Thanks to Eugenia we have stocked our pantry with several items we consider “must haves.” One of these ‘must haves” is marinated baby artichokes. I’ve always loved them but purchased them infrequently because of the priceyness of a small jar… this is no longer a concern of ours! Last season I put up a total of thirteen pints when the price of fresh baby artichokes was rock bottom. We enjoyed them immensely, utilizing them in pasta dishes, dips and salads, but found we had to ration them to make them last until the bounty of this year’s yield would make them once again easily affordable. Several weeks ago the price of fresh baby artichokes was at a low point and over the course of three days we put up three cases, which yielded 36 pints… I trust we’ll have plenty on hand to last us through the next twelve months!
Our canning adventure, obviously a bit more than a few small batches, provided us with a wealth of information to use henceforth. Each case of baby artichokes weighed in at 20 pounds and contained approximately 150… yes, we counted them! Each case also provided us with 12 pints of finished product, making it easy to calculate the amounts of olive oil, lemon juice and white vinegar needed per batch. We also processed each case in two batches, first processing two-thirds of the artichokes using additional liquids during the cooking process to ensure an adequate amount of liquid to cover each of the eight pints then adding liquids to the saucepan or kettle as necessary for the final four pints by assessing the amount remaining in the pan. This technique worked well on each of the three occasions… and we are more than pleased that our pantry is stocked for another year! Should you be inspired to have a few jars of these beautiful artichokes grace your pantry shelves, purchase the number of baby artichokes you wish to work with… the rest of the math is easy!
Marinated Baby Artichokes
20 lb (1 case) baby artichokes, approximately 150 artichokes
Gripping each individual artichoke, remove the tough outer leaves with your fingertips until the color of the leaves of the artichoke becomes pale green to a light yellow. The remaining leaves should be soft to the touch and the artichoke itself resembles the gentle flame of a candle. Flatly trim the base of the artichoke, removing any apparent blemishes. Cut each trimmed artichoke in half:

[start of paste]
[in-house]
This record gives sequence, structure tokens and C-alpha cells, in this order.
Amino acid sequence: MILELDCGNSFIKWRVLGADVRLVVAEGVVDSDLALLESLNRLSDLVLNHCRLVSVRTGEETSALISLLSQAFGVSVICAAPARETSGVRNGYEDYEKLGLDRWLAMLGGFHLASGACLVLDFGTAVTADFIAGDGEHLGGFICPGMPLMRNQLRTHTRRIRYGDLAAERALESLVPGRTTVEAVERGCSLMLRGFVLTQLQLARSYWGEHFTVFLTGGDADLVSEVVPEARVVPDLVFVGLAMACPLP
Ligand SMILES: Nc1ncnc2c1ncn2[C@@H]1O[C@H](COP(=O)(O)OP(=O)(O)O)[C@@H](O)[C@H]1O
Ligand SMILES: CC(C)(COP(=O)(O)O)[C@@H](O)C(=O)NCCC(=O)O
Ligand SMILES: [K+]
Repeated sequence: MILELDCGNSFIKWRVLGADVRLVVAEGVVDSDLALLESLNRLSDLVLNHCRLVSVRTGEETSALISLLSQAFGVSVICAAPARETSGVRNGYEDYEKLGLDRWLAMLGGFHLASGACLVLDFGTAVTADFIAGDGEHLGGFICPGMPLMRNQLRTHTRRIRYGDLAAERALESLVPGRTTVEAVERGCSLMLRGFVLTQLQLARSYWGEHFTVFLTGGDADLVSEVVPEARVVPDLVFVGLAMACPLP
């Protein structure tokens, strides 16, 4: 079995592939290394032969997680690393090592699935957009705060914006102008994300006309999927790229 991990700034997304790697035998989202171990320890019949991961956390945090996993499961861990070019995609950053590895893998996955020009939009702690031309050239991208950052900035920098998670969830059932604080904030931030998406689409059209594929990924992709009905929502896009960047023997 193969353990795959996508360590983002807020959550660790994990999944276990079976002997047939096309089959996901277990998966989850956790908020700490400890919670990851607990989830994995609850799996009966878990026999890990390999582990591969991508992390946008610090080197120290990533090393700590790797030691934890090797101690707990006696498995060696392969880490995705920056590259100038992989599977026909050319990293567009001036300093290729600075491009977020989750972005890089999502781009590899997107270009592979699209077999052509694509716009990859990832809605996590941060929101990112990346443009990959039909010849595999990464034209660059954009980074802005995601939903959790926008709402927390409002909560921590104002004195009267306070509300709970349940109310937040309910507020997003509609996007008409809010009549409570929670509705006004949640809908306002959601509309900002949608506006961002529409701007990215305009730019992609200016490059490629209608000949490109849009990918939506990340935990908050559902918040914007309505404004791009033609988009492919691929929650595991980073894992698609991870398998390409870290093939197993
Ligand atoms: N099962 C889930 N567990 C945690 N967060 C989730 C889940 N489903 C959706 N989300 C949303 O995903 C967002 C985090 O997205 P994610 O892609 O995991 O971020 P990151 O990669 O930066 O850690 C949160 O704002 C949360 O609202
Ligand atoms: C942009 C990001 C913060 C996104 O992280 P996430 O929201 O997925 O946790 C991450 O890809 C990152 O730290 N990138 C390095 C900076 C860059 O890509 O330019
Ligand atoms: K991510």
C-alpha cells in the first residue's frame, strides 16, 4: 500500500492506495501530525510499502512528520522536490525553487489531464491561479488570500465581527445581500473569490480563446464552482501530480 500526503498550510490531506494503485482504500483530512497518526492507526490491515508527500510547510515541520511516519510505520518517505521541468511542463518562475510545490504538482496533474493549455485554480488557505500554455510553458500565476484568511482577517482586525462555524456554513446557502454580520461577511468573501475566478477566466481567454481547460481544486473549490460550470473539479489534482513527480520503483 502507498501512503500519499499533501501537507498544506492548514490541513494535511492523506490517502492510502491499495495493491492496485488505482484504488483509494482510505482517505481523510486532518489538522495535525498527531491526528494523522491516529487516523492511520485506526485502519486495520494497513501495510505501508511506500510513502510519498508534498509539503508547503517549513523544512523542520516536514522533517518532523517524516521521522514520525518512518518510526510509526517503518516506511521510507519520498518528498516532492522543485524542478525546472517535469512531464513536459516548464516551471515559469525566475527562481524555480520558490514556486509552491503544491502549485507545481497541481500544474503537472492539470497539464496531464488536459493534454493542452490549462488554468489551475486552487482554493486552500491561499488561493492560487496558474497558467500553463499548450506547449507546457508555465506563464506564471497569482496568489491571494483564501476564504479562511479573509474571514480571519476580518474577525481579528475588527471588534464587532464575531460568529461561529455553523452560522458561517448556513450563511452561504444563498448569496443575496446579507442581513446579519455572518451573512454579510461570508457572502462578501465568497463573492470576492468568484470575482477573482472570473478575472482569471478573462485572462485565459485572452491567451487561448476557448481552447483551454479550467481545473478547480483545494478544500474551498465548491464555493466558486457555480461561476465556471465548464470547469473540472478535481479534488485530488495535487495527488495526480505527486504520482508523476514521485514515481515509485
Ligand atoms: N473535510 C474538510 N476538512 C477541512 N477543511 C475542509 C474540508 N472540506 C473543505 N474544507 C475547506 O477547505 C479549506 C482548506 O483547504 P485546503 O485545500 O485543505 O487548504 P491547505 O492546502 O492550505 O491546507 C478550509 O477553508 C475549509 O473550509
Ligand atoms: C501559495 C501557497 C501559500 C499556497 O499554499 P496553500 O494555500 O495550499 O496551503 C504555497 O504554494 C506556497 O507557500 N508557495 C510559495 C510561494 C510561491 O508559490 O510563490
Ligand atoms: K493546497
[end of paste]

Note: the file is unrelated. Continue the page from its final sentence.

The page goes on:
Place in a bowl of acidulated water until cooking time.
Chef’s Note: There will be noticeable darkening of the halved artichoke hearts as they sit in the acidulated water… be not concerned! Once the artichokes begin cooking in the white wine vinegar and lemon juice they become beautifully blanched as they are prepared for placement in the glass jars and ultimate sealing.
To a large non-reactive saucepan add:
2 1/2 C bottled lemon juice (the acidity is more consistant than that of fresh)
5 C white wine vinegar (with 5 per cent acidity)
2 1/2 C extra virgin olive oil
6 – 8 whole peeled garlic cloves, thinly sliced
5 tsp salt
6 fresh bay leaves
Bring to a boil over moderately high heat and add:
the trimmed and halved artichokes
Bring to a boil and boil for 10 minutes. Remove the bay leaves from the pot with a pair of tongs. As the artichokes are cooking scald 8 pint jars in boiling water. Since the artichokes will be processed in a water bath per USDA guidelines (over 10 minutes) the jars have no need to be initially sterilized. Simmer the new lids in hot water to soften the rubber ring. When the jars have dried, using a slotted spoon divide the artichokes among the 12 jars… they will be approximately 3/4 – 7/8 full:
Cover the artichokes with the hot marinade, being sure to distribute the garlic slices amongst the jars. Fill the jars to within 1/2-inch of the top of the jar with marinade:
Wipe the rim of each jar with a clean towel dipped in hot water. Set on the softened rubberized lips and screw on the bands finger-tight only:
Place in a pot fitted with a wire rack on the bottom, adding enough water to cover the filled jars by 3 inches:
Cover the pot and bring the water to a boil. Process for 25 minutes, turn off the heat and remove the lid. Let set for several minutes then remove to a wire rack to cool with a pair of canning tongs. Allow to cool completely before checking the seals. It is not uncommon, however, for the seals to set almost immediately. Allow to season for several weeks in a cool dark place before use. Versatile and exquisitely delicious in many dishes, these beautiful artichokes will be a staple in our pantry for many years and seasons to come… Bon Appetit!